Is it me?

When I was studying music therapy at Marylhurst University, we discussed transference and counter transference quite a bit in one of my courses. I remember thinking, “Wait, which one is which?” I admit I still have trouble with the distinction, but I understand, more and more each day, how transference affects the environment.
I see a group on Tuesday mornings. This group is almost always very high energy, and I typically spend a lot of time at the end of the session trying to bring everyone together in breath work (which is to say I want everyone to relax a little before they go out screaming down the halls to lunch). A lot of the people in the group use speech, and some of them sing along or contribute words or phrases to improvisations. Many of the people in the group stand and move in the music or play instruments. Almost always, I leave these sessions feeling nearly jubilant, refreshed even; this group infuses excitement in me that I can say I don’t regularly feel in other sessions.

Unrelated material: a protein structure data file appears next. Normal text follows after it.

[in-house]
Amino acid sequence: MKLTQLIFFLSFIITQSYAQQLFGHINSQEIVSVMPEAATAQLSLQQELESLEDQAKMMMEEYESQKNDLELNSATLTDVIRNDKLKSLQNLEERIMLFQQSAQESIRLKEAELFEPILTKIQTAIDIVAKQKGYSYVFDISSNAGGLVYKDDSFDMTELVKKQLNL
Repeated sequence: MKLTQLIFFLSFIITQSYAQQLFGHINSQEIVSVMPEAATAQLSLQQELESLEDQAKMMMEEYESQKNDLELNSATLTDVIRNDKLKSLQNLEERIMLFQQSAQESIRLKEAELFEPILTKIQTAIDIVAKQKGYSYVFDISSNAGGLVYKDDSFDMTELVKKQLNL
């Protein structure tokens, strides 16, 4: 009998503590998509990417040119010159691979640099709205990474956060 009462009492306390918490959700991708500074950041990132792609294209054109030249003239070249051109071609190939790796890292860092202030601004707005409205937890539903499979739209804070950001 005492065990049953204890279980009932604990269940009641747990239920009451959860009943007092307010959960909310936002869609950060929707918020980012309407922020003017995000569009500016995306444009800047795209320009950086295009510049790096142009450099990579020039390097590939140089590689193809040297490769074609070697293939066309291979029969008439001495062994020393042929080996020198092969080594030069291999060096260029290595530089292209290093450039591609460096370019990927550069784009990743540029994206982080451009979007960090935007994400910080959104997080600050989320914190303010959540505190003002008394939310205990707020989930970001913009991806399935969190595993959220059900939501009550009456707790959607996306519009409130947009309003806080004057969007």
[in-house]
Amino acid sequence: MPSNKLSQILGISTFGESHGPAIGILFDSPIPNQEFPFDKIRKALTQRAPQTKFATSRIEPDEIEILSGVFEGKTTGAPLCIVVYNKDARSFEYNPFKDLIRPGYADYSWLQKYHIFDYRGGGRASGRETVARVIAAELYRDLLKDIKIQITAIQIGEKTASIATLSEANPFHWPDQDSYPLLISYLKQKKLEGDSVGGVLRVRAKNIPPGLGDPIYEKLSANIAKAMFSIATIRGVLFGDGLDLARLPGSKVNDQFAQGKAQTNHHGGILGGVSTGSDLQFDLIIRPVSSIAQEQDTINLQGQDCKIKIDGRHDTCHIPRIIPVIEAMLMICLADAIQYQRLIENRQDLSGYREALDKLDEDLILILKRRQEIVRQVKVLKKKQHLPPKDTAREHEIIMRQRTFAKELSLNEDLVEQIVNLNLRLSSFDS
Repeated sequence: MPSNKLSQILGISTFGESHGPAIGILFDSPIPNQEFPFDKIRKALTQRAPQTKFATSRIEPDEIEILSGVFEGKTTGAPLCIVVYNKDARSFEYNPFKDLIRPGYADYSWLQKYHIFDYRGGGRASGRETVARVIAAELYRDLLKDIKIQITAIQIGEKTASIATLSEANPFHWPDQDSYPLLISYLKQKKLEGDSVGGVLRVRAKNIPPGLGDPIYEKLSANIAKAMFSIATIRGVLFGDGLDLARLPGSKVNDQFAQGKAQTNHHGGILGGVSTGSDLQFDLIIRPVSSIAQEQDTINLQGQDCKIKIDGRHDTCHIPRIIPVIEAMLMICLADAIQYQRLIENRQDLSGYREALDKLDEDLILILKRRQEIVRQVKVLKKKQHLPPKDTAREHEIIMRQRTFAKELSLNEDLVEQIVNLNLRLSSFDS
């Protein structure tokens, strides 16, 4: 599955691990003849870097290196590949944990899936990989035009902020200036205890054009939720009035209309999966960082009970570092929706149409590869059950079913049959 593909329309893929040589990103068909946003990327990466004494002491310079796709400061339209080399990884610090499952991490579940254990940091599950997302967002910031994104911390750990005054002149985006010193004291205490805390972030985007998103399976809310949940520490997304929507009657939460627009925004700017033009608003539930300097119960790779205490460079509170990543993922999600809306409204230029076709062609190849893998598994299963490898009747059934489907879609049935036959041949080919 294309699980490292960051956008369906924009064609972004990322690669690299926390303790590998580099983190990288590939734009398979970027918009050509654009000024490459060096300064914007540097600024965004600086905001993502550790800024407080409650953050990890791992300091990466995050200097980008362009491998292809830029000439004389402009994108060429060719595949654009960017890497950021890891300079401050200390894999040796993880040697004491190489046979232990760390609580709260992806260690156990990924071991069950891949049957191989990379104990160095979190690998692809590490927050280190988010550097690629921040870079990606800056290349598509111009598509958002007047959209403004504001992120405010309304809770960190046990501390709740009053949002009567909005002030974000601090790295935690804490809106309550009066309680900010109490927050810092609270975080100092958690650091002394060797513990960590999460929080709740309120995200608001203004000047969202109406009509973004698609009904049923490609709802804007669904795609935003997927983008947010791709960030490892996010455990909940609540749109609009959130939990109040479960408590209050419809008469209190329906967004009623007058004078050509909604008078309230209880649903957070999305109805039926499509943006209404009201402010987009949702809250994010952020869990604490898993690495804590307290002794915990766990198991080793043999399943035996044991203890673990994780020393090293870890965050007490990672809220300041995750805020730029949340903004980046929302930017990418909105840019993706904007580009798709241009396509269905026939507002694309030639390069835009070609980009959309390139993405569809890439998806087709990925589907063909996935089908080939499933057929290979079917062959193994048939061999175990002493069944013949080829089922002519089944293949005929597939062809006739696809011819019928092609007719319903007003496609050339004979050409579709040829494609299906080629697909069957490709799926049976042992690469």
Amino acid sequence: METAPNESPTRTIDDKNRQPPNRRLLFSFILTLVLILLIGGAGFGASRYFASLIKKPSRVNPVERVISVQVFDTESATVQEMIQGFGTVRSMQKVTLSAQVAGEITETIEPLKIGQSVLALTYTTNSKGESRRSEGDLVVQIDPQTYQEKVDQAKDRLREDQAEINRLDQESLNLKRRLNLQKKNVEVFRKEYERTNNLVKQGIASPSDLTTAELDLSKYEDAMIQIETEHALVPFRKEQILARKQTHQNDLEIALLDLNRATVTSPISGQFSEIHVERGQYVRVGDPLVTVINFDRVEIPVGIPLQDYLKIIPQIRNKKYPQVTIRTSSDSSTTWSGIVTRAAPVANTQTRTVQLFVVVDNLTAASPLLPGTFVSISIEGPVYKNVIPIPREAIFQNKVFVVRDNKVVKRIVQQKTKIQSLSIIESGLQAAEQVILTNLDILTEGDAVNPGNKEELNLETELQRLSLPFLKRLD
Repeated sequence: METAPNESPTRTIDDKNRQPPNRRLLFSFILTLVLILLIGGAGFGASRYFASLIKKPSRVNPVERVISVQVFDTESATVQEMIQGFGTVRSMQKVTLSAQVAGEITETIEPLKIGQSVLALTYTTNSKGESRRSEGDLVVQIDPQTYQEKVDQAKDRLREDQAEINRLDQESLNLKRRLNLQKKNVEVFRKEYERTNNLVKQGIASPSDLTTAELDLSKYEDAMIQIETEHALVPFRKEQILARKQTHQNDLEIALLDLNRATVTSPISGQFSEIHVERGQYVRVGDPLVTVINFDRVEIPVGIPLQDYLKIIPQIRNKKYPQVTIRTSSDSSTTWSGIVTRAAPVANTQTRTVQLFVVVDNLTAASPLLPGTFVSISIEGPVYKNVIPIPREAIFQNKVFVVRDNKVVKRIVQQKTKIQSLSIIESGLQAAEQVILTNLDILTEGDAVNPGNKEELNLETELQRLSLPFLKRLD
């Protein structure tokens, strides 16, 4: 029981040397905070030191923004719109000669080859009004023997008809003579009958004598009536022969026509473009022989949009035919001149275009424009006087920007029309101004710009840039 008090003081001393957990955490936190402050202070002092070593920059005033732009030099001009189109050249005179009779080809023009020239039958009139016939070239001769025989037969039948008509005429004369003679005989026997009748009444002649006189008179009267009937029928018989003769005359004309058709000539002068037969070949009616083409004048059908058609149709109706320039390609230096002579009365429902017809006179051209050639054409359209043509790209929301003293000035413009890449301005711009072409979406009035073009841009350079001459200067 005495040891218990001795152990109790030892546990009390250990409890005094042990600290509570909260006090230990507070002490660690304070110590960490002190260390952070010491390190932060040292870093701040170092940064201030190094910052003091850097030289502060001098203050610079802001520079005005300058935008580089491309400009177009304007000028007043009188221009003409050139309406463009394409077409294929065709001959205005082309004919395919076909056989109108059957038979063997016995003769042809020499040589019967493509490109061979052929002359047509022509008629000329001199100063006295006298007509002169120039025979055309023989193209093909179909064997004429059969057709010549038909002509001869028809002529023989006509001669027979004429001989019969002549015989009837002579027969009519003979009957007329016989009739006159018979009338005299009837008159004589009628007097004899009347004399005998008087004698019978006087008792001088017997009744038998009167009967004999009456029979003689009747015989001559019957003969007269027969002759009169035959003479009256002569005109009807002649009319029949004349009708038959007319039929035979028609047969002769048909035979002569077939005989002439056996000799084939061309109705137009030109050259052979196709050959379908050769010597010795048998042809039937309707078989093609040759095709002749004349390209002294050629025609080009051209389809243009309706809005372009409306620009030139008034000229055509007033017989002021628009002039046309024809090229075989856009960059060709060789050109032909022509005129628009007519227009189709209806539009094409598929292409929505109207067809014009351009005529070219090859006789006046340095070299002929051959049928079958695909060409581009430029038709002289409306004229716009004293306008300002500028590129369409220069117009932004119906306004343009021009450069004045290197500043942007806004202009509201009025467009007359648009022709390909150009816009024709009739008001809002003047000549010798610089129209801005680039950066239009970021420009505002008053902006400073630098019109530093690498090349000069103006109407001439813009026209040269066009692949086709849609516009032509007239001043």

I walked in this morning and was very plainly sad. I set up my instruments and gear on the table as I always do and I wanted very much to be home. I felt homesick and down. I immediately wondered: Is this me, or is this them? If it’s not me, is it the whole group? What have I noticed walking in today? Is there anything unusual happening today? Has someone died? Is someone ill? Why am I so sad?
This heaviness stayed with me for the whole session, even though the group did not reflect this sadness. I did not hear anything that evoked sadness. No one played anything particularly somber during the check-in. But, one group member had re-joined after having been away for several weeks. This person, though they presented cheerful enough, has always had an irregular and erratic home life and has been in group so infrequently that I wondered whether they would ever come back. I know that they don’t have a lot of support.
I wonder, now as I’m writing, whether the sadness was mine today, or whether is was the group’s, or even that individual’s. Maybe it was both. Maybe it wasn’t. What is endlessly fascinating as well as frustrating about group work is that I won’t ever know.

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